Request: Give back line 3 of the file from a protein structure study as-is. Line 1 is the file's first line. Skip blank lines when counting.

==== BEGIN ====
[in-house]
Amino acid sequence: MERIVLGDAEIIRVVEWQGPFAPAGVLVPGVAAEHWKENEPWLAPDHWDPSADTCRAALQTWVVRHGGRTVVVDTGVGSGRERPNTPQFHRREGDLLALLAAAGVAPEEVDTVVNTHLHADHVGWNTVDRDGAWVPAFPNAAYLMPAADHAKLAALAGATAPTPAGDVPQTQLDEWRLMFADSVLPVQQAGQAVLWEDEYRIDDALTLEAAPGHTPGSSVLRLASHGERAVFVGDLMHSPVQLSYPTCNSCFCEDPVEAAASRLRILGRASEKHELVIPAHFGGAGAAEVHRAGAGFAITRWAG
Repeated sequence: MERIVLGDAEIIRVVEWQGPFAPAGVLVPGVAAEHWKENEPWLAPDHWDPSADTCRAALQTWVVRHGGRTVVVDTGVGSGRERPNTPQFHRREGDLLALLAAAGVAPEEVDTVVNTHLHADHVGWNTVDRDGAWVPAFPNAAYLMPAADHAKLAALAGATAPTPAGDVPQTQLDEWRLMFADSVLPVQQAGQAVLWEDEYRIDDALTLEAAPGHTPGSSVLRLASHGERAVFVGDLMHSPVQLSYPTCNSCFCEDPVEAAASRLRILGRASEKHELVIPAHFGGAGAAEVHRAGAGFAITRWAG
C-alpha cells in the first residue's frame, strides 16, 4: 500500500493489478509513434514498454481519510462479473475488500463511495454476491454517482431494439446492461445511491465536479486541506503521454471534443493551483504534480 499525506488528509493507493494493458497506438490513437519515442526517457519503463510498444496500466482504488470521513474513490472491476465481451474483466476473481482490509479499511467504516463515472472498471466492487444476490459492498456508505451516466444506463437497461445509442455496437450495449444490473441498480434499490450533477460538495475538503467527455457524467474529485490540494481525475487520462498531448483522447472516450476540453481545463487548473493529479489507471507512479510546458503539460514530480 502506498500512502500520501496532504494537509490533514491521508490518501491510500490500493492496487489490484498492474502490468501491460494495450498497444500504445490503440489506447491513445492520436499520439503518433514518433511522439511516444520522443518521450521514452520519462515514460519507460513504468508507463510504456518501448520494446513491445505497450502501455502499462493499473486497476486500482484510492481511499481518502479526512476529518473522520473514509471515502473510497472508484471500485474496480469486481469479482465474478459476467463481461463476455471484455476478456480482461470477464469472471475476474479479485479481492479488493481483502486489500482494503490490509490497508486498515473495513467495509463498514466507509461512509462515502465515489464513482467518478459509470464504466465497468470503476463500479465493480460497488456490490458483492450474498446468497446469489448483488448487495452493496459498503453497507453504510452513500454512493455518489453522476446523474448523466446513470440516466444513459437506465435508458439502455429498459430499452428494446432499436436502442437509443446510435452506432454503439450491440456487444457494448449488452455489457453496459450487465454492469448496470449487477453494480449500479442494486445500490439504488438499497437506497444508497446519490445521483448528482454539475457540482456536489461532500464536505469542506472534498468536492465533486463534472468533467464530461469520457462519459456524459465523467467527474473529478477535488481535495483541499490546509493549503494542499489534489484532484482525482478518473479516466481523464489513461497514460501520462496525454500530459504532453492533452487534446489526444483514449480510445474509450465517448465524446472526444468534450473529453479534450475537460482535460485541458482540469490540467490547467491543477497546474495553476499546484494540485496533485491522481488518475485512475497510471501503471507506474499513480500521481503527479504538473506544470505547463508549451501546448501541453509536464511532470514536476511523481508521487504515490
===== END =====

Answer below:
Repeated sequence: MERIVLGDAEIIRVVEWQGPFAPAGVLVPGVAAEHWKENEPWLAPDHWDPSADTCRAALQTWVVRHGGRTVVVDTGVGSGRERPNTPQFHRREGDLLALLAAAGVAPEEVDTVVNTHLHADHVGWNTVDRDGAWVPAFPNAAYLMPAADHAKLAALAGATAPTPAGDVPQTQLDEWRLMFADSVLPVQQAGQAVLWEDEYRIDDALTLEAAPGHTPGSSVLRLASHGERAVFVGDLMHSPVQLSYPTCNSCFCEDPVEAAASRLRILGRASEKHELVIPAHFGGAGAAEVHRAGAGFAITRWAG